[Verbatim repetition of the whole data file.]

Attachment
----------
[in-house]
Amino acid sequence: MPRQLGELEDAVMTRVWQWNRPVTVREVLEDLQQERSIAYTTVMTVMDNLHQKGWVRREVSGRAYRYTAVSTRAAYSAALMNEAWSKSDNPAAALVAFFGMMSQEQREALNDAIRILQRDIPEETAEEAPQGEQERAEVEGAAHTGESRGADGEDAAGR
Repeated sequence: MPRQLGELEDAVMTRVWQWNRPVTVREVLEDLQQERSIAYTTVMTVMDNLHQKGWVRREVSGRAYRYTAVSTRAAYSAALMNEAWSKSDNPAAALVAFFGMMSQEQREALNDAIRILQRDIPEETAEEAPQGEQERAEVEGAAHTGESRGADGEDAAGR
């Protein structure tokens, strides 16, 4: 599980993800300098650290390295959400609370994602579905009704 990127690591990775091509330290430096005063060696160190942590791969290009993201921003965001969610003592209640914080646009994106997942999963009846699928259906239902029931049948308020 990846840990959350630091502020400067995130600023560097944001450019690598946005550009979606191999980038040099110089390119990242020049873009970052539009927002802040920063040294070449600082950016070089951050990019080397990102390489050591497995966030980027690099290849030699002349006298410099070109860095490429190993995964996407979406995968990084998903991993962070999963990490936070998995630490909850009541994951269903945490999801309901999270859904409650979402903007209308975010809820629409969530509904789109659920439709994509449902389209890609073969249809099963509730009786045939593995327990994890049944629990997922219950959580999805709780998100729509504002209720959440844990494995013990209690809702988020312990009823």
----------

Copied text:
[in-house]
Amino acid sequence: MPRQLGELEDAVMTRVWQWNRPVTVREVLEDLQQERSIAYTTVMTVMDNLHQKGWVRREVSGRAYRYTAVSTRAAYSAALMNEAWSKSDNPAAALVAFFGMMSQEQREALNDAIRILQRDIPEETAEEAPQGEQERAEVEGAAHTGESRGADGEDAAGR
Repeated sequence: MPRQLGELEDAVMTRVWQWNRPVTVREVLEDLQQERSIAYTTVMTVMDNLHQKGWVRREVSGRAYRYTAVSTRAAYSAALMNEAWSKSDNPAAALVAFFGMMSQEQREALNDAIRILQRDIPEETAEEAPQGEQERAEVEGAAHTGESRGADGEDAAGR
């Protein structure tokens, strides 16, 4: 599980993800300098650290390295959400609370994602579905009704 990127690591990775091509330290430096005063060696160190942590791969290009993201921003965001969610003592209640914080646009994106997942999963009846699928259906239902029931049948308020 990846840990959350630091502020400067995130600023560097944001450019690598946005550009979606191999980038040099110089390119990242020049873009970052539009927002802040920063040294070449600082950016070089951050990019080397990102390489050591497995966030980027690099290849030699002349006298410099070109860095490429190993995964996407979406995968990084998903991993962070999963990490936070998995630490909850009541994951269903945490999801309901999270859904409650979402903007209308975010809820629409969530509904789109659920439709994509449902389209890609073969249809099963509730009786045939593995327990994890049944629990997922219950959580999805709780998100729509504002209720959440844990494995013990209690809702988020312990009823």